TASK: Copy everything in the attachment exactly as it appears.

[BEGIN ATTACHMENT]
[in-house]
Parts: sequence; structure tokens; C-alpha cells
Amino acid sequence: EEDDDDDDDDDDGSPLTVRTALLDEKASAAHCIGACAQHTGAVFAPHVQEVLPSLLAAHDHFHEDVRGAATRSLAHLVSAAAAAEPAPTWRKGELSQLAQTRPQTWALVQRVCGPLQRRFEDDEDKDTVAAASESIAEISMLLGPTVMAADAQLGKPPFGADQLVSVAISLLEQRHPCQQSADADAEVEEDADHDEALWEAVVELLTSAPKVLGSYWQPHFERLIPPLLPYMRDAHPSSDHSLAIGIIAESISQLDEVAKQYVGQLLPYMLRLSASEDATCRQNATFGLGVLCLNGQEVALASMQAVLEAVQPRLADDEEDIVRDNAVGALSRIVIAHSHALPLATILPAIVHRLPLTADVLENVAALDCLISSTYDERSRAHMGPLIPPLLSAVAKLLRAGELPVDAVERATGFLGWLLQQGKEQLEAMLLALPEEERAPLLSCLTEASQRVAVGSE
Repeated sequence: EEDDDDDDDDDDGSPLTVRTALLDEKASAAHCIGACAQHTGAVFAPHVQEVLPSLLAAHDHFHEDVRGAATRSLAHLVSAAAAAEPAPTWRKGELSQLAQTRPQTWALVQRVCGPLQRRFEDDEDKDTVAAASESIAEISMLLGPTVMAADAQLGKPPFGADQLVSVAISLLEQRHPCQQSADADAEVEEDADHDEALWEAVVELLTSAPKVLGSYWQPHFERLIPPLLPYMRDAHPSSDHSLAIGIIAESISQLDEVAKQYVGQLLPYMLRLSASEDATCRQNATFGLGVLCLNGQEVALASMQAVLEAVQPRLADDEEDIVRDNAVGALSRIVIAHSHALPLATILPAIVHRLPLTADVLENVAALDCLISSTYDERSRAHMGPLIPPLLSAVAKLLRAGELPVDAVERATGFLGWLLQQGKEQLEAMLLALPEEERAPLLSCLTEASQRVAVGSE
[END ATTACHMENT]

[in-house]
Parts: sequence; structure tokens; C-alpha cells
Amino acid sequence: EEDDDDDDDDDDGSPLTVRTALLDEKASAAHCIGACAQHTGAVFAPHVQEVLPSLLAAHDHFHEDVRGAATRSLAHLVSAAAAAEPAPTWRKGELSQLAQTRPQTWALVQRVCGPLQRRFEDDEDKDTVAAASESIAEISMLLGPTVMAADAQLGKPPFGADQLVSVAISLLEQRHPCQQSADADAEVEEDADHDEALWEAVVELLTSAPKVLGSYWQPHFERLIPPLLPYMRDAHPSSDHSLAIGIIAESISQLDEVAKQYVGQLLPYMLRLSASEDATCRQNATFGLGVLCLNGQEVALASMQAVLEAVQPRLADDEEDIVRDNAVGALSRIVIAHSHALPLATILPAIVHRLPLTADVLENVAALDCLISSTYDERSRAHMGPLIPPLLSAVAKLLRAGELPVDAVERATGFLGWLLQQGKEQLEAMLLALPEEERAPLLSCLTEASQRVAVGSE
Repeated sequence: EEDDDDDDDDDDGSPLTVRTALLDEKASAAHCIGACAQHTGAVFAPHVQEVLPSLLAAHDHFHEDVRGAATRSLAHLVSAAAAAEPAPTWRKGELSQLAQTRPQTWALVQRVCGPLQRRFEDDEDKDTVAAASESIAEISMLLGPTVMAADAQLGKPPFGADQLVSVAISLLEQRHPCQQSADADAEVEEDADHDEALWEAVVELLTSAPKVLGSYWQPHFERLIPPLLPYMRDAHPSSDHSLAIGIIAESISQLDEVAKQYVGQLLPYMLRLSASEDATCRQNATFGLGVLCLNGQEVALASMQAVLEAVQPRLADDEEDIVRDNAVGALSRIVIAHSHALPLATILPAIVHRLPLTADVLENVAALDCLISSTYDERSRAHMGPLIPPLLSAVAKLLRAGELPVDAVERATGFLGWLLQQGKEQLEAMLLALPEEERAPLLSCLTEASQRVAVGSE